Common Causes of Kitchen Fires

Insurance company data shows that of all property losses in restaurants exceeding EUR 100 000 are a direct result of a fire.

Approximately 40% of restaurant and hotel fires start in the kitchen and 19% starts at the stove. In addition to the risk of injury the cost of property and material damage is significant, often more than EUR 50 000 per restaurant. It also leads to further heavy costs due to loss of revenue while the restaurant is closed. The insurance may, or may not, cover this lost revenue.

Gasoline bottles must be removed at an adjacent fire due to risk of the fire spreading. A fire that started in a neighboring area threatens to take off if it manages to ignite the fat in a polluted duct.

Restaurant fire

Common Causes of Kitchen Fires

  • Too high temperature in the fryer
  • Vegetable, more flammable, oils
  • Old, more flammable oil, in the deep fryer
  • Fat deposits in the flue and ventilation ducts
  • Misalignment sprinklers due to equipment moved around
  • Clogged melting links of the sprinklers leading to impaired function
 

What is needed for a fire to start?

It may sound obvious, but there are three conditions that must be met in order for a fire to start; heat, oxygen (air) and fuel.

Remove one or more factors and the fire can be avoided.

All of these factors are present in varying degrees in a kitchen.

Fire Extinguishing System

The systems available on the market are mainly based on “suffocation”, ie. oxygen removal, by either spraying a foaming solution or a powder/carbon dioxide over the fire to shut out the oxygen supply. A secondary benefit is that the solution is supposed to cool the fuel, removing some of the heat.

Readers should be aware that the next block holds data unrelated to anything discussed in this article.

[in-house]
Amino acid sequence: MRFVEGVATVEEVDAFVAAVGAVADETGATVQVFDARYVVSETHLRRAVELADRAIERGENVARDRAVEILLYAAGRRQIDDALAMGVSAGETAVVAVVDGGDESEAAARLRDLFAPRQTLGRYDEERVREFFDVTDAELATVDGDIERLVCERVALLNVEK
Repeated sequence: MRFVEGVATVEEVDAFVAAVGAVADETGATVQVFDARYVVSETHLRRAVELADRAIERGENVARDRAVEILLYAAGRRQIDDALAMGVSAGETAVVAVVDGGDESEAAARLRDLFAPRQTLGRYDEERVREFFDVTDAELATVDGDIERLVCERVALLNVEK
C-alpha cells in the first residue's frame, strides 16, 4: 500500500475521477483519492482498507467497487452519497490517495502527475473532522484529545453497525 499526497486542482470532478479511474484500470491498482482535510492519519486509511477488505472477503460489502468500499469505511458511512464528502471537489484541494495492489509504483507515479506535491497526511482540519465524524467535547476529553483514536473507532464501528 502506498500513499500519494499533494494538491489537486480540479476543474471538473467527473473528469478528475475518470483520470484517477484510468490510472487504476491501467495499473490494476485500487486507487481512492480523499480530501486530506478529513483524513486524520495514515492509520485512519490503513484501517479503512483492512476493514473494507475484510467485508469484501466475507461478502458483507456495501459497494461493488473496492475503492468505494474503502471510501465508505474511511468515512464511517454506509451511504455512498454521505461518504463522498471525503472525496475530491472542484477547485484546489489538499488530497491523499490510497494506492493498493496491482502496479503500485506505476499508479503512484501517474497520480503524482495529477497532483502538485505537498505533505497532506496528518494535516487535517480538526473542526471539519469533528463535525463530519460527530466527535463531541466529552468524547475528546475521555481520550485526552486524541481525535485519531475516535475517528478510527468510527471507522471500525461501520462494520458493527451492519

Preventive Measures against the Spread of Fire

Fuel is required to keep a fire alive, when heat and oxygen are already present. As long as there is fuel the fire will live on.

A fat removal system aims to reduce the accumulations of fuel (fat) in the parts of the ventilation system which is exposed to fire, including the kitchen flue duct.

Flue Ducts and Fire Prevention
Stainless steel ducts are safest from a fire standpoint. The reason is partly explained due to its high heat resistance in case of a grease fire in the kitchen flue. With a built-in exhaust air cleaning system, eg. ozone or UV, you reduce the fire hazard and may, depending on the local fire code, use less costly channel materials in the installation.

Flue fires are increasing. The greatest risk is at the fryer, wok and cooking table.

Animal fat and cooking oil have a high energy value of 10 kW/kg (36 MJ) (12.5 kW/liter = 45 MJ) and burns with very high temperatures (900-1100 °C). The energy value can actually be compared with ordinary fuel-oil!

Animal fat melts at 40 degrees and vaporized (smoke) at 120-220 °C. The flash point is 280 °C, the odors spontaneously combust at 310 – 360 °C.

Regular cooking oil begins to smoke at 150 -250 ° C, which means that the oil degrades and makes the oil combustible.

Vegetable oil burns with a hotter flame than animal fat.